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Old switch-a-Roo leads to key defender's rise

Robbe Tarrant achieved career highs in a range of statistics last season - AFL,North Melbourne Kangaroos,Robbie Tarrant
Robbe Tarrant achieved career highs in a range of statistics last season
Sometimes in footy you get what you deserve, and he just worked and worked and worked
TAC coach Mark Ellis on Robbie Tarrant

ROBBIE Tarrant's TAC Cup coach used to take great satisfaction each time the future Kangaroo crashed a pack to grab a strong mark.

Those were the days when Tarrant was a key forward, following in his brother Chris' footsteps, long before his transformation into an All Australian-calibre defender.

Chris, coincidentally, also successfully went down back in the final years of his stellar 268-game career.

Mark Ellis, who coached Bendigo Pioneers for seven years and Vic Country's under-18s for another three, had a front-row seat to the younger Tarrant's "cruel" injury troubles.

Tarrant's shoulders were an issue even then, and were reconstructed four times – twice on both – before he played his first AFL game for North Melbourne in 2010.

But the then-teenager's ability to put those problems aside and place himself in danger's way was part of why Ellis admired him so much.

Tarrant was also of strong character, a trait North's director of coaching Darren Crocker admitted this year made easier the club's decision to stick by him through his injury woes.

"We, as a coaching group, used to get excited in those moments, because he worked so hard, but had so many injuries," Ellis told

"You just knew he needed that shot of confidence and away he'd go.

"That's why it's so pleasing now to see him go so well. What do they say? Sometimes in footy you get what you deserve, and he just worked and worked and worked."

Tarrant's wretched injury history includes season-ending surgery on a leg stress fracture in 2014.

The one-time first-round pick had played only 39 games in seven seasons as he entered what loomed as a make-or-break year in 2015.

Tarrant's switch down back was largely by necessity, with Jarrad Waite, Ben Brown and even Mason Wood taking priority in attack, and, perhaps, a tactic to change his luck.

Robbie Tarrant gets up close and personal with Lance Franklin. Picture: AFL Photos

He has since played 66 matches, won a Roos' best and fairest, assumed the vice-captaincy – and captained on occasion – represented Australia and become one of the competition's premier defenders.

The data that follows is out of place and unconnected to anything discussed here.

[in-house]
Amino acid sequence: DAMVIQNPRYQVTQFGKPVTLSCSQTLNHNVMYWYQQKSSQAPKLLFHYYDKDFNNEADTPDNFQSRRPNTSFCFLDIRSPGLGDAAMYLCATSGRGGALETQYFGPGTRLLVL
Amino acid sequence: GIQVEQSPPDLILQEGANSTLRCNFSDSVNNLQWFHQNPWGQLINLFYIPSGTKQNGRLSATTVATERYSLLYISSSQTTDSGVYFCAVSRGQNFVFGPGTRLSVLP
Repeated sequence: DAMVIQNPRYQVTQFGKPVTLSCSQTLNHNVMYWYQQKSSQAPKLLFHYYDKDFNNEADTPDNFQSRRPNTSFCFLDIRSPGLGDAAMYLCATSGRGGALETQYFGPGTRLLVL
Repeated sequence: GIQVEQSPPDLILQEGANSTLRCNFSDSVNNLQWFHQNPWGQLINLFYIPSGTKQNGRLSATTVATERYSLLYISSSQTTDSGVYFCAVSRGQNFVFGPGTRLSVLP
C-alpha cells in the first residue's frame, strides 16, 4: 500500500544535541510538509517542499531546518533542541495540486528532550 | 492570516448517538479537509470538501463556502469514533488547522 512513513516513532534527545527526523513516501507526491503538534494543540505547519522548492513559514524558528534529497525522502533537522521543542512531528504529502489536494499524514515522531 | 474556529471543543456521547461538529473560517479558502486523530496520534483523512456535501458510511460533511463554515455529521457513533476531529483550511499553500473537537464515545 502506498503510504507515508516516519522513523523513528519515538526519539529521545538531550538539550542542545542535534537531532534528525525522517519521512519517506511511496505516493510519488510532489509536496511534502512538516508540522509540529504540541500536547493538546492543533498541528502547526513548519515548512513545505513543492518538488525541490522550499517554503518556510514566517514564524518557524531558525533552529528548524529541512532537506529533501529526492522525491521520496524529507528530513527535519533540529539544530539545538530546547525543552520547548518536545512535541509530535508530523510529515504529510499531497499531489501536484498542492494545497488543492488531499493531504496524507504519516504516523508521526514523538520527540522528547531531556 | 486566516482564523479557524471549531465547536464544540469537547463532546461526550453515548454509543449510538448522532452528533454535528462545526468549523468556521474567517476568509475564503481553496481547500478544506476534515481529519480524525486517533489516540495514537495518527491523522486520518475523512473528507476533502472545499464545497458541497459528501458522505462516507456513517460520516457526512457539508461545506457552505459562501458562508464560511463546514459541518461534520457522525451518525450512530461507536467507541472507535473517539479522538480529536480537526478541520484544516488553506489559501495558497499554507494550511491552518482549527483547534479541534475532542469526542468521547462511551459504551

Melbourne great-turned-media commentator Garry Lyon nominated Tarrant last year as his left-field selection for the AFL's best player.

Tarrant's evolution is incredible in many ways, not least that North coach Brad Scott long saw him as a centre half-forward rather than a stopper.

But, looking back at his pre-draft testing, he fits the bill of the modern tall defender: a great athlete who ran a sub-three-second 20m sprint and boasted an impressive aerobic capacity.

"They need elite speed, they need to be able to mark the footy – including contested marking – and they need really good concentration and team ethos," an opposition analyst told

"Most great defenders have high-end straight-line speed, so that's why forwards' leading patterns are so crucial.

"If you allow them to just sit on you and you go for one lead, they're going to spoil every time. I think that's how (Alex) Rance started and how Tarrant started, then they evolved."

Tarrant also read the play "really well" in his TAC Cup days, according to Ellis, who oversaw the drafting of Scott Selwood, Toby Thoolan and Eljay Connors the same season.

"We played him as a forward more because, at the time, there was a bit of pressure on him, because of who he was – the brother of Chris and all that sort of stuff – and our depth wasn't great," Ellis said.

"We did play him a little bit back, but as a forward we said to him, 'Just go and do your own thing a bit'. That gave him a bit of freedom.

"His work rate was always good and he was very team orientated … you could tell he was going to be a good player."

The AFL's top defenders generally hunt best in pairs, with veteran Scott Thompson, an All Australian five years ago, serving as a quality sidekick to Tarrant.

Thompson will still sometimes man the opposition's best forward and that enabled Tarrant to develop his offensive side in a slightly different role in 2017.

Tarrant achieved career-high averages last year in disposals, contested and uncontested possessions, metres gained, rebound 50s and score involvements and launches.

He remained a defensive force, conceding only three more goals than 2016 (33 to 30), but actually improving his league ranking in the category, from equal 28th to 17th.

"I think that came with confidence and, I suppose, responsibility and leadership," Ellis said.

"He's been in the system a while now, and it's the old story – when you're feeling fit and healthy and you're confident, you're going to thrive at and enjoy what you're doing.

"He'd certainly be looking at ways he can get better, and obviously North Melbourne showed a lot of faith in him and developed him extremely well.

"North and Robbie are reaping the benefits of that."

Robbie Tarrant by the numbers

Season Disposals Metres gained Rebounds Contested possessions Uncontested possessions Marks Score involvements Score launches
2016 16.3 (12th) 297 (7th) 4.1 (6th) 5.4 (22nd)  11.0 (7th) 6.3 (11th) 1.9 (52nd) 0.9 (43rd)
2017 17.8 (3rd) 323 (3rd) 4.3 (3rd) 5.7 (12th) 11.9 (2nd) 6.2 (15th) 3.0 (12th) 1.3 (10th)
2017 leaders Michael Hurley 25.6 Michael Hurley 462

Michael Hurley 6.9

Sam Collins 8.0 Michael Hurley 16.3

Jeremy McGovern 8.0

Tom McDonald 4.8 Dougal Howard 2.7

Rankings are with other key defenders